And now, an important crossroads...this blog has, effectively, reached the mid-point of the Sixties itself. Merseybeat is effectively gone, folk rock is on the rise, and guitarists are starting to buy gadgets that make their instruments sound different - the days of slashing speakers are over, and the fuzz box becomes the first of many pedal effects every band either has already or is going to get soon. Not only are guitars amplified now, but they are sounding warmer, fuzzier and dirtier, in part because guitarists like to experiment and in part because other instruments are starting to attract their attention. In the case of The Yardbirds, they wanted a sitar on this song, but Jeff Beck couldn't quite master it in time, so he got a fuzz box and made his guitar sound like one instead. Clearly, merely playing a song in the suddenly old-fashioned way isn't quite enough anymore.
And thus at this near-legendary point in time, the blues roughness that so many UK bands (The Yardbirds coming up following the wake of The Rolling Stones, who are about to launch their own fuzz box anthem) wanted to get into their songs is just there, and every garage band everywhere immediately saves up its nickles to get one, either in sheer imitation or because they want to make themselves sound even dirtier and rougher than their UK counterparts.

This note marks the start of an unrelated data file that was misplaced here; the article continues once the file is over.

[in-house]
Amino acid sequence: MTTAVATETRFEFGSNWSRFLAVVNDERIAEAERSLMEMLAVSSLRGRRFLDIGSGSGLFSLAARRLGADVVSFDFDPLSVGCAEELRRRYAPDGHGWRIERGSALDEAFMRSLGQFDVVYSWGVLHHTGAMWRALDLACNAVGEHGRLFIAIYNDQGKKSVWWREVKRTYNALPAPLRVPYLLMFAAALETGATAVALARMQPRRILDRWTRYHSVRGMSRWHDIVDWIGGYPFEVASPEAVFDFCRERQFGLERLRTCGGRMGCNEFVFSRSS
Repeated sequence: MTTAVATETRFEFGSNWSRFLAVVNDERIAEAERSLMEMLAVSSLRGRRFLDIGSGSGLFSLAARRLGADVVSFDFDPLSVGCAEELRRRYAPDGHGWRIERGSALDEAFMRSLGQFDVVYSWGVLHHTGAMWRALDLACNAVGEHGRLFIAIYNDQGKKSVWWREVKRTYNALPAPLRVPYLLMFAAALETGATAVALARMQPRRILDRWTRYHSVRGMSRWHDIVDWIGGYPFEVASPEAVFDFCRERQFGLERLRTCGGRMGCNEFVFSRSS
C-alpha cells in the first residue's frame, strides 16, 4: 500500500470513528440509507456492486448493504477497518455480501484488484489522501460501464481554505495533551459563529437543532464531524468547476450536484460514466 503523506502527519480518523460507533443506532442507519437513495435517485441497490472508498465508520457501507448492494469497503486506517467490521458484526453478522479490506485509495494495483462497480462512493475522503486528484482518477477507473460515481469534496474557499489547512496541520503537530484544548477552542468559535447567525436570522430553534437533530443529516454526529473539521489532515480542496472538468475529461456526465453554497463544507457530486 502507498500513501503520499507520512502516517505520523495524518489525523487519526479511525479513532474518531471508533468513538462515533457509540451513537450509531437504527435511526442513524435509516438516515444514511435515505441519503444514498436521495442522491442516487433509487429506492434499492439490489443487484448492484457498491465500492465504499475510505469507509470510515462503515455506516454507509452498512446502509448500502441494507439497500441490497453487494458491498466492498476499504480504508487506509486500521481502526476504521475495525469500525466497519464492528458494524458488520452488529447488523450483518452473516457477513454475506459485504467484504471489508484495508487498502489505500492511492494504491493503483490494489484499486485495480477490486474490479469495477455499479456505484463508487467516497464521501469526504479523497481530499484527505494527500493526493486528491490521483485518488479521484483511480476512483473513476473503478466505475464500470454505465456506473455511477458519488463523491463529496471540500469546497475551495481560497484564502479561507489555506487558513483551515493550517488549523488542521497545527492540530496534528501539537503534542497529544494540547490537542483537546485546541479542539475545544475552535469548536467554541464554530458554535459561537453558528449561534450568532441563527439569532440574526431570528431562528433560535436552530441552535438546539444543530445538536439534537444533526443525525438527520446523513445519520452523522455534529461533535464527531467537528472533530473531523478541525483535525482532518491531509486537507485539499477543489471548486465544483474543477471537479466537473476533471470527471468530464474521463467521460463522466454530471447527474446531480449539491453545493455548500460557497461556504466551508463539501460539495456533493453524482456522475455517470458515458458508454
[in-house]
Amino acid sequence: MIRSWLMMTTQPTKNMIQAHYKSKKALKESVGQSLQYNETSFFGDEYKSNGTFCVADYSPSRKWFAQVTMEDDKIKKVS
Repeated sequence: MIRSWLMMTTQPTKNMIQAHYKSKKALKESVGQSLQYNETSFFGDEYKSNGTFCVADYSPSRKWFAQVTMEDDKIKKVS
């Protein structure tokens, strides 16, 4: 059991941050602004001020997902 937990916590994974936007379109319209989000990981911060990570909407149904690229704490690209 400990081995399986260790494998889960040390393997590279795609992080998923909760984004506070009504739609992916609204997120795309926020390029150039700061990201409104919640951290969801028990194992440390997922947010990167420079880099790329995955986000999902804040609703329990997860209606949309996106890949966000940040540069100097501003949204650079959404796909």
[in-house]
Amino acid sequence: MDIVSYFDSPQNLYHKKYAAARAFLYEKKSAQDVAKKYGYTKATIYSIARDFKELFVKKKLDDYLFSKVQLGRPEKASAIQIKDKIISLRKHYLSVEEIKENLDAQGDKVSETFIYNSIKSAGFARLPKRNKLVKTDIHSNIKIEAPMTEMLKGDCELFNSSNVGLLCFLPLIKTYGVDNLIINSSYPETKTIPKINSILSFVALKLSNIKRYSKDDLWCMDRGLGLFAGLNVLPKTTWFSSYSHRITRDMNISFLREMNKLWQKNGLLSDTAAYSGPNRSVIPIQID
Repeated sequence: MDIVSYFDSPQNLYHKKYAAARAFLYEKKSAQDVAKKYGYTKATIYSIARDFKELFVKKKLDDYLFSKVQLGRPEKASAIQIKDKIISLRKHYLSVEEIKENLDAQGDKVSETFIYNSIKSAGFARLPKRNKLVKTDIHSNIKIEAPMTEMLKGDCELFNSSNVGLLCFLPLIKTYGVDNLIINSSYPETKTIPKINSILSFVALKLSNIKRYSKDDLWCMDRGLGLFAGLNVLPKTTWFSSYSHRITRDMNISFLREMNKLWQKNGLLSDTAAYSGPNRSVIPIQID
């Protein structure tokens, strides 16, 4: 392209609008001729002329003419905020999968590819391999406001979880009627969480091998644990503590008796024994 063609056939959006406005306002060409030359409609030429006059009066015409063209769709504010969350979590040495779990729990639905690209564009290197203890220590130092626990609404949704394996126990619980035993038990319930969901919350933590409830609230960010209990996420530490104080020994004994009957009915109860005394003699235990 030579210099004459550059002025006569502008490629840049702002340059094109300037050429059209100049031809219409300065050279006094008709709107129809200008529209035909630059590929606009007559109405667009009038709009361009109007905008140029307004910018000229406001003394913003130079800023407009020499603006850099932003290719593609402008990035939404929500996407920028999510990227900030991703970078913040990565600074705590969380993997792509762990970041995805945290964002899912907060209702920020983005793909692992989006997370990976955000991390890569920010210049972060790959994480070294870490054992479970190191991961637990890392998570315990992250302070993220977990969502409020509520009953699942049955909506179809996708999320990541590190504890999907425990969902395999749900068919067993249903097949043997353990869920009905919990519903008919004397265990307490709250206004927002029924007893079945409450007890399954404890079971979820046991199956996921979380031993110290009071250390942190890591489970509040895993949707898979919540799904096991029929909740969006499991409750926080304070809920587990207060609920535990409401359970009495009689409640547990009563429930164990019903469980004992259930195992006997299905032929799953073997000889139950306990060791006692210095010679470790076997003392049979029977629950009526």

The song itself is by Graham Gouldman* and it has odd echoes and a rather menacing vocal from Keith Relf - his girl is gone, he has no idea where she is and he seems to be talking to someone - WHO? - about how he will never make her sad, "if she'll have me back again." Pretty basic stuff, but between the acidity of the guitar and Relf's voice there is something indeed beyond mere love here - it is as if his pleading is desperate yet cool at the same time, Relf trying to be suave behind his sunglasses while he's actually nearly crying. There is a creeping aloofness coming into rock at this time** and the tensions here for once aren't between a squaresville singer and his band but within the singer's psyche itself, as his band dutifully try to play what he can't sing. And the screaming girls want to put him out of his misery, as they do with all groups at nearly any time. But it's now that the whole decade slides into a harder, louder and rougher phase and the concepts of what is "pop" and what is "rock" start to become more and self-evident - though at this time it's all still pop, no matter what effects are used. For now.
*He also wrote their hit "For Your Love" which has a harpsichord on it (you see what I mean?) - a song that one member of the group deemed too "pop" and so he left in a huff to play the blues for a year amongst other purists. His name? Eric Clapton.
**Check out the near-magisterial aloofness of The Byrds, who were #1 at this time.